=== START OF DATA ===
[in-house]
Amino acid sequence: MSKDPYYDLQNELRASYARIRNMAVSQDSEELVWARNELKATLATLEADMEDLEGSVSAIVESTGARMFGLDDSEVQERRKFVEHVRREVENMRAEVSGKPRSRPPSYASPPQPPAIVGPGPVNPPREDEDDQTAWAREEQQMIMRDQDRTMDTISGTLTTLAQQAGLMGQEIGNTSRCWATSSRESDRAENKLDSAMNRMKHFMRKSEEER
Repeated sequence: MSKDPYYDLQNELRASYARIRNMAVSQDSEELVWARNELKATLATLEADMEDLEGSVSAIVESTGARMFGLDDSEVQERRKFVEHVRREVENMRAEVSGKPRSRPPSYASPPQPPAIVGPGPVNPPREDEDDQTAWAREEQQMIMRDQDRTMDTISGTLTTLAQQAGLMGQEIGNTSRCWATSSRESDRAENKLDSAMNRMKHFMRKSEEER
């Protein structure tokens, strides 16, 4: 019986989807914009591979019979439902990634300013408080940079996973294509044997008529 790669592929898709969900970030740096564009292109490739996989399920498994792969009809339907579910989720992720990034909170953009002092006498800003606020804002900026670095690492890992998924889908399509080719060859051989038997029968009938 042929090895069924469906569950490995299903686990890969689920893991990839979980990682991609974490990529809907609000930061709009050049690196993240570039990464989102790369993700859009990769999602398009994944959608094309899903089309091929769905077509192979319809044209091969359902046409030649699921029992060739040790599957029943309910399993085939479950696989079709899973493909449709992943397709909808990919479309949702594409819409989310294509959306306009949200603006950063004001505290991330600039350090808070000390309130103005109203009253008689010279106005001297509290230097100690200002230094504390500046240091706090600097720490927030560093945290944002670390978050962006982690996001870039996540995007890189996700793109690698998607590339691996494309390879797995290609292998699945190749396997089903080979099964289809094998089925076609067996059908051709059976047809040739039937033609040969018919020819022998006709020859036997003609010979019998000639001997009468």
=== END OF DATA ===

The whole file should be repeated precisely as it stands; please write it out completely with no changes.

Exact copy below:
[in-house]
Amino acid sequence: MSKDPYYDLQNELRASYARIRNMAVSQDSEELVWARNELKATLATLEADMEDLEGSVSAIVESTGARMFGLDDSEVQERRKFVEHVRREVENMRAEVSGKPRSRPPSYASPPQPPAIVGPGPVNPPREDEDDQTAWAREEQQMIMRDQDRTMDTISGTLTTLAQQAGLMGQEIGNTSRCWATSSRESDRAENKLDSAMNRMKHFMRKSEEER
Repeated sequence: MSKDPYYDLQNELRASYARIRNMAVSQDSEELVWARNELKATLATLEADMEDLEGSVSAIVESTGARMFGLDDSEVQERRKFVEHVRREVENMRAEVSGKPRSRPPSYASPPQPPAIVGPGPVNPPREDEDDQTAWAREEQQMIMRDQDRTMDTISGTLTTLAQQAGLMGQEIGNTSRCWATSSRESDRAENKLDSAMNRMKHFMRKSEEER
């Protein structure tokens, strides 16, 4: 019986989807914009591979019979439902990634300013408080940079996973294509044997008529 790669592929898709969900970030740096564009292109490739996989399920498994792969009809339907579910989720992720990034909170953009002092006498800003606020804002900026670095690492890992998924889908399509080719060859051989038997029968009938 042929090895069924469906569950490995299903686990890969689920893991990839979980990682991609974490990529809907609000930061709009050049690196993240570039990464989102790369993700859009990769999602398009994944959608094309899903089309091929769905077509192979319809044209091969359902046409030649699921029992060739040790599957029943309910399993085939479950696989079709899973493909449709992943397709909808990919479309949702594409819409989310294509959306306009949200603006950063004001505290991330600039350090808070000390309130103005109203009253008689010279106005001297509290230097100690200002230094504390500046240091706090600097720490927030560093945290944002670390978050962006982690996001870039996540995007890189996700793109690698998607590339691996494309390879797995290609292998699945190749396997089903080979099964289809094998089925076609067996059908051709059976047809040739039937033609040969018919020819022998006709020859036997003609010979019998000639001997009468």